Cork looks to medium long haul as its business offering grows

Niall MacCarthy, managing director of Cork Airport
Niall MacCarthy, managing director of Cork Airport

With recent CSO figures again underlining Dublin Airport’s dominance – accounting for 87pc of the total passenger numbers in Ireland – it might appear that there’s only one game in town for business travellers.

But Ireland’s second-busiest airport has been quietly ramping up its offering for the corporate market in recent weeks, with two major announcements at Cork Airport. First up was a daily service by Air France’s Hop! unit, connecting Cork to the French carrier’s global network via Paris’ Charles De Gaulle.

“They [Air France] haven’t had a new route in Ireland in years – I think it’s the first time since they launched Dublin-Paris something like 30 years ago,” Niall MacCarthy, managing director of Cork Airport, told the Sunday Independent.

On the subject of connectivity, he said it opens up a number of destination cities – including Rio, Sao Paulo, Havana, Singapore, Bangkok and Beijing – to the business community in Cork and the Munster region. “We’re a small city in a European context and you wouldn’t have the case for direct connections because you just couldn’t fill the plane, but if you can go into a hub and connect at decent prices then that’s the best of both worlds,” MacCarthy said.

With 4pc passenger growth projected for this year, the airport is now looking at its B2B plans to attract new airlines for the 2019 season.

“I don’t see ultra long haul out of Cork but I do see longer haul – more medium long haul,” he said, with the airport keen to expand its transatlantic offering on top of its Norwegian service to upstate New York: “Long haul is here to stay in Cork, and I can see transatlantic growing.”

Having a transatlantic option has made others take notice. Enda Corneille, head of Emirates in Ireland, told this column that the airline’s head office in Dubai has looked at the case of adding to its Dublin service with another route out of Ireland and said, in the case of Cork, “for an airline like Emirates to see a successful transatlantic operation gives you some hints as to the strength of the local economy”.

Corneille argued that because “the road network in Ireland is so good now that you risk, in political terms, splitting your vote” and may “damage our Dublin product”. However, he added: “If a profitable opportunity presents itself we’ll certainly look at it.” MacCarthy, hailing from Ranelagh in Dublin, has the tricky task of differentiating the airport’s product from its big brother in the DAA, Dublin Airport, and grabbing a slice of its pie.

He believes a niche is the only chance of increasing routes: “It’s Dublin by a long shot, then Cork, then Shannon, then Knock – it’s like we’re a centre and Dublin is the main shopping centre. If you don’t differentiate yourself you’re going to get eaten up.”

But he argues that small can be better: “Our gig is we offer you a better customer service – you’re not going to be waiting for anything, you’ve got short walking distances and parking is cheaper, so that offers us a niche.” Cork was recently voted number one small airport by Airports Council Europe, with MacCarthy adding: “They audit you, Red C talk to your customers so it’s not like it’s pulled out of a hat.”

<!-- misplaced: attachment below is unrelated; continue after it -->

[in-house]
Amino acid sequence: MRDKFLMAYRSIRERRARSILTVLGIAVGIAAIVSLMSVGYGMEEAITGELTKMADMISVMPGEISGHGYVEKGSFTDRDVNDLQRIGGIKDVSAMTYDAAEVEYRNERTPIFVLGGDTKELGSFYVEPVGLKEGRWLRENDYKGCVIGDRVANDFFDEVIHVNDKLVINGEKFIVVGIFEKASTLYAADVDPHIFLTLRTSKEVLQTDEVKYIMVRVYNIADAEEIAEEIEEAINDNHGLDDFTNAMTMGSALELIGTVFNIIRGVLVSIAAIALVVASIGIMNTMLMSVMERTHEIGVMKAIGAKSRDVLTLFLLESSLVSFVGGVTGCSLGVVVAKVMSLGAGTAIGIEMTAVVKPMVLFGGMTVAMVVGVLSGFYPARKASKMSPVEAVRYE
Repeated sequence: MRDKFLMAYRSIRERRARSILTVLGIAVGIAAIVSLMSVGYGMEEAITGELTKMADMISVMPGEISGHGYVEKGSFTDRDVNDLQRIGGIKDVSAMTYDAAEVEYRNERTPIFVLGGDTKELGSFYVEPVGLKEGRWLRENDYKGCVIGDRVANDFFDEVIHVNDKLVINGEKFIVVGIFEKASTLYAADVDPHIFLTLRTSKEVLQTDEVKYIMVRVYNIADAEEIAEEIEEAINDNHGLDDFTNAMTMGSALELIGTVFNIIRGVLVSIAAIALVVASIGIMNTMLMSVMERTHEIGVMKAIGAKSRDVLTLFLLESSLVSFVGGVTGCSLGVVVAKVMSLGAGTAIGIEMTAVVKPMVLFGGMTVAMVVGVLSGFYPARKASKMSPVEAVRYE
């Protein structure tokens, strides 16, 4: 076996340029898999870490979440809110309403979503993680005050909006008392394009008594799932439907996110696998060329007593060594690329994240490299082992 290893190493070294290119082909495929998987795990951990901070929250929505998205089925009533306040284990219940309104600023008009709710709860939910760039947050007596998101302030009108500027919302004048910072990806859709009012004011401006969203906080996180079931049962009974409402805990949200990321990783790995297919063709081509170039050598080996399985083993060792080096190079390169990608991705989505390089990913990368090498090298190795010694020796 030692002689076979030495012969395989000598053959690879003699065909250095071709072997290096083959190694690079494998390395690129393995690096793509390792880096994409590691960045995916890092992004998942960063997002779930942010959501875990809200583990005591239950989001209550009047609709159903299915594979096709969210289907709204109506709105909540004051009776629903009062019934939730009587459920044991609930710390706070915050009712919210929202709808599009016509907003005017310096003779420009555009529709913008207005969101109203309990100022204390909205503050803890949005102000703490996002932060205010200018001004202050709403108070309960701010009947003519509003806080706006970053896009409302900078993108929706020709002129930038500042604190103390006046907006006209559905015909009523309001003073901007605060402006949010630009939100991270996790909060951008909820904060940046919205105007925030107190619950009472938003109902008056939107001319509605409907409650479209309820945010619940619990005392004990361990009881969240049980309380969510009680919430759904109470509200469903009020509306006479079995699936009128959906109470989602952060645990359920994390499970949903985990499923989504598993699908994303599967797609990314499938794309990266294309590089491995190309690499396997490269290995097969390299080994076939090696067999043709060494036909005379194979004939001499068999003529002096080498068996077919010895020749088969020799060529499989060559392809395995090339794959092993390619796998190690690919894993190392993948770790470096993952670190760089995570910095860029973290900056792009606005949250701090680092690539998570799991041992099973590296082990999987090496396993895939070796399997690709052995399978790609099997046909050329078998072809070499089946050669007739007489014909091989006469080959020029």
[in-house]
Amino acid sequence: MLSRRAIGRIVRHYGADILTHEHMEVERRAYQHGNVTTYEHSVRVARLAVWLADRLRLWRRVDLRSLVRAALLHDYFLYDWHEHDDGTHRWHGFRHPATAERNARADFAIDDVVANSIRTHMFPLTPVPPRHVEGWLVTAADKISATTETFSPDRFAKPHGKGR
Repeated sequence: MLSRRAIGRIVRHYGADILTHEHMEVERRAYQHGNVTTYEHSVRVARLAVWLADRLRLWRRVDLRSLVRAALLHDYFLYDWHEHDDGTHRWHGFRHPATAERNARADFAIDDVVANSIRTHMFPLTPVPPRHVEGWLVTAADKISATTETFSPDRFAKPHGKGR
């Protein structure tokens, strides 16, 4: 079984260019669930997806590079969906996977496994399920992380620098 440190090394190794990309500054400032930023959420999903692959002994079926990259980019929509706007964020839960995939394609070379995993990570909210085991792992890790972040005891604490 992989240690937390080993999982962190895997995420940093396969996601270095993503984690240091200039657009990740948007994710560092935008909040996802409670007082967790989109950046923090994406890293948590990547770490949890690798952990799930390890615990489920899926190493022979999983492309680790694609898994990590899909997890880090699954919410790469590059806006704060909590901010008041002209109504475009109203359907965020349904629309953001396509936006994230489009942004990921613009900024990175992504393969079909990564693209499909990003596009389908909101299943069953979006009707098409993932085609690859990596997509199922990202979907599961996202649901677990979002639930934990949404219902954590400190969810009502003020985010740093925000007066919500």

That’s where the second piece of business news comes in – the arrival of the Aspire business lounge. The 31st such facility globally, it’s the first time the chain has entered the Irish market, with the lounge being operated by Swissport. MacCarthy said Aspire came to the airport looking to open a lounge, “saying we want to be associated with a strong brand that’s niche. They want to flog the idea to other airports.”

He admits that it was a welcome change, replacing an old bar run by the airport itself. “There was an old lounge but it got dated and tatty. Our gig is to run airports, we’re not food and beverage people,” he admits. “Swissport have a lounge operation that tenders for business worldwide and said there’s a good fit here. They said “we want your business” and they are going to use it as case study for how an airport should be run, we want to be part of this.”

After years of lobbying from Ireland, the direct service from Dublin to Beijing finally got off the ground last week. But China has been eyeing it for years, Ryan Zhang, general manager of Hainan Airlines, told this column.

“We’ve been looking at Dublin for some time, at least five years,” he said. “Ireland is the largest market in Europe for Chinese traffic that doesn’t have a non-stop flight and we wanted to capitalise on it.” With 70,000 Chinese visitors to here last year, Zhang said “we wanted to grow this significantly”.

In all, 120,000 travelled between the two countries in 2017, with Beijing accounting for more than one third of the trips. He believes that the business market will be small at first, “but we an expect this to grow. Hainan is a five-star Skytrax airline [Ireland’s highest ranking is Aer Lingus with four stars].”

He said the cabin experience offers a totally flat bed seat, USB port, Bulgari amenity kit and Chinese or Western inflight dining. While half of the eastbound services are via Edinburgh, the airline will be looking at frequencies out of Dublin after bedding in the service. The fourth-biggest airline in China, Hainan has major connectivity out of Beijing, its 44 destinations include the likes of Taipei and Shanghai.

Sunday Indo Business

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